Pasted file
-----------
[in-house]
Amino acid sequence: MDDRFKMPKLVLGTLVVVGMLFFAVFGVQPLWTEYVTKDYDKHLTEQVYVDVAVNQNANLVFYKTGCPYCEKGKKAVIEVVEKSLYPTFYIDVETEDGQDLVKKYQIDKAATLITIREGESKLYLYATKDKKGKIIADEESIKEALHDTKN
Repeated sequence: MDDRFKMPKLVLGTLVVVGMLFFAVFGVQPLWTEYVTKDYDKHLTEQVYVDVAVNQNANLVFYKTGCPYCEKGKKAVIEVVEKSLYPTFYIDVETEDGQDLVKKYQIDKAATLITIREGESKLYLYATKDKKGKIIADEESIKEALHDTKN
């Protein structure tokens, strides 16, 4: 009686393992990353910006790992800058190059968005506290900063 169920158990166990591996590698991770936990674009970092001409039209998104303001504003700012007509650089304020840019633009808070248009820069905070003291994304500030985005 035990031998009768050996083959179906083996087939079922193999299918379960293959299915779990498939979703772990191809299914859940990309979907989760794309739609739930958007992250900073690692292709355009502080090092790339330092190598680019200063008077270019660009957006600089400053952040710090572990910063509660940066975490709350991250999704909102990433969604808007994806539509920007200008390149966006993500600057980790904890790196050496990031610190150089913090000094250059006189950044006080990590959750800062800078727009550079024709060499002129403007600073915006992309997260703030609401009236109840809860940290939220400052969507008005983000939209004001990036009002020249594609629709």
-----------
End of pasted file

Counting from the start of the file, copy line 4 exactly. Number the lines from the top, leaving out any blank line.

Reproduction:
């Protein structure tokens, strides 16, 4: 009686393992990353910006790992800058190059968005506290900063 169920158990166990591996590698991770936990674009970092001409039209998104303001504003700012007509650089304020840019633009808070248009820069905070003291994304500030985005 035990031998009768050996083959179906083996087939079922193999299918379960293959299915779990498939979703772990191809299914859940990309979907989760794309739609739930958007992250900073690692292709355009502080090092790339330092190598680019200063008077270019660009957006600089400053952040710090572990910063509660940066975490709350991250999704909102990433969604808007994806539509920007200008390149966006993500600057980790904890790196050496990031610190150089913090000094250059006189950044006080990590959750800062800078727009550079024709060499002129403007600073915006992309997260703030609401009236109840809860940290939220400052969507008005983000939209004001990036009002020249594609629709």